Gavin Spencer Jabaljari, Police Aide number 39.
Police Aide Gavin Spencer Jabajjari joined the Northern territory Police in June 1985. He was a well respected member who met an untimely end in 1991.
The tragic death of Aboriginal Police Aide Gavin Japaltjarri Spencer
http://www.ntpa.com.au/media/100828/NTPN_June_2011_F.pdf - includes images
Two decades have passed since the tragic death of Aboriginal Police Aide Gavin Japaltjarri Spencer in the searing heat of the Gibson Desert. Gavin, a respected member of the NT Police Force was remembered at a memorial service held in Yuendumu recently. Friends and family joined together to remember the man who tried desperately to save the lives of his companions on a simple journey that ended with four deaths and, remarkably, the birth of a baby.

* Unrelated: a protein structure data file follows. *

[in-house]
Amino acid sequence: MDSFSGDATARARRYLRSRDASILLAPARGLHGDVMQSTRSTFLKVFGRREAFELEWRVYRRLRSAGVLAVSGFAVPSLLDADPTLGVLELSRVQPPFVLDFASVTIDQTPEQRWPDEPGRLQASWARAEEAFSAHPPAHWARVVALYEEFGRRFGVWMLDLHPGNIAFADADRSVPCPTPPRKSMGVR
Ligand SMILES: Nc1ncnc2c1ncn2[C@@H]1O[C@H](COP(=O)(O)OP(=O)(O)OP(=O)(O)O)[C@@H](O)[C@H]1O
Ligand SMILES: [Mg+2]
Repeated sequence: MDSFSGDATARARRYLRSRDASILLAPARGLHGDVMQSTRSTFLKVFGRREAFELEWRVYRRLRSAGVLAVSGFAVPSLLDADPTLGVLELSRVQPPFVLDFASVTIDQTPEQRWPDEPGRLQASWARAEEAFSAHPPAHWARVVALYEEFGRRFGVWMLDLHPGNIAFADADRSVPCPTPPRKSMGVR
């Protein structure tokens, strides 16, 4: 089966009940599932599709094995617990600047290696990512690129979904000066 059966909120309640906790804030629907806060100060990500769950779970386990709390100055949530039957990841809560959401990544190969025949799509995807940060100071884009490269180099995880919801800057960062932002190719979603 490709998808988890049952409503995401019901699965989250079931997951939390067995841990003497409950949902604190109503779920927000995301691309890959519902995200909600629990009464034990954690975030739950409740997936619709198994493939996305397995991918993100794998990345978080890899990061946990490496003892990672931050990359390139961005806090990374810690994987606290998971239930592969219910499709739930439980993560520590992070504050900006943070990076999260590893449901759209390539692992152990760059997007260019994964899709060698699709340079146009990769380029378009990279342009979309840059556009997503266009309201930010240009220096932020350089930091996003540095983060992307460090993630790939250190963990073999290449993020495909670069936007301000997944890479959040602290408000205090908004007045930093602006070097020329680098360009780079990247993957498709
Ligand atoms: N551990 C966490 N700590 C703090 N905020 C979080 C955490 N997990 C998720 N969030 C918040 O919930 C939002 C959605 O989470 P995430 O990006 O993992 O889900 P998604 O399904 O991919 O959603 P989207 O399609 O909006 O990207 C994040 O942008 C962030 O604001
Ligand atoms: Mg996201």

On Wednesday, March 13 1991 Gavin Spencer and a group of 11 family and friends were travelling from Alice Springs to an outstation just over the WA border. They should have arrived at their destination the next day. Gavin and five others arrived safely at Nyirripi and were joined by another six people – Gavin’s wife Caroline and five children, including the couple’s three daughters. A minor mechanical problem resulted in a tragedy with the deaths of Gavin, his two young daughters, Vivian and Gemma, and another little girl, Bronwyn. They perished in the harsh Gibson Desert where temperatures soared into the mid to high 40s during the day. Gavin was a Warlpiri man from Yuendumu. He had maintained a strong bond with his culture and bush skills while working for the NT Police Force. He knew how to survive in the desolation of the outback but even with this knowledge the harsh environment claimed its victims. The group was on the last leg of their journey when the radiator of their Land Cruiser was holed. Gavin tried to get the vehicle to their destination but was forced to turn back towards Nyirripi.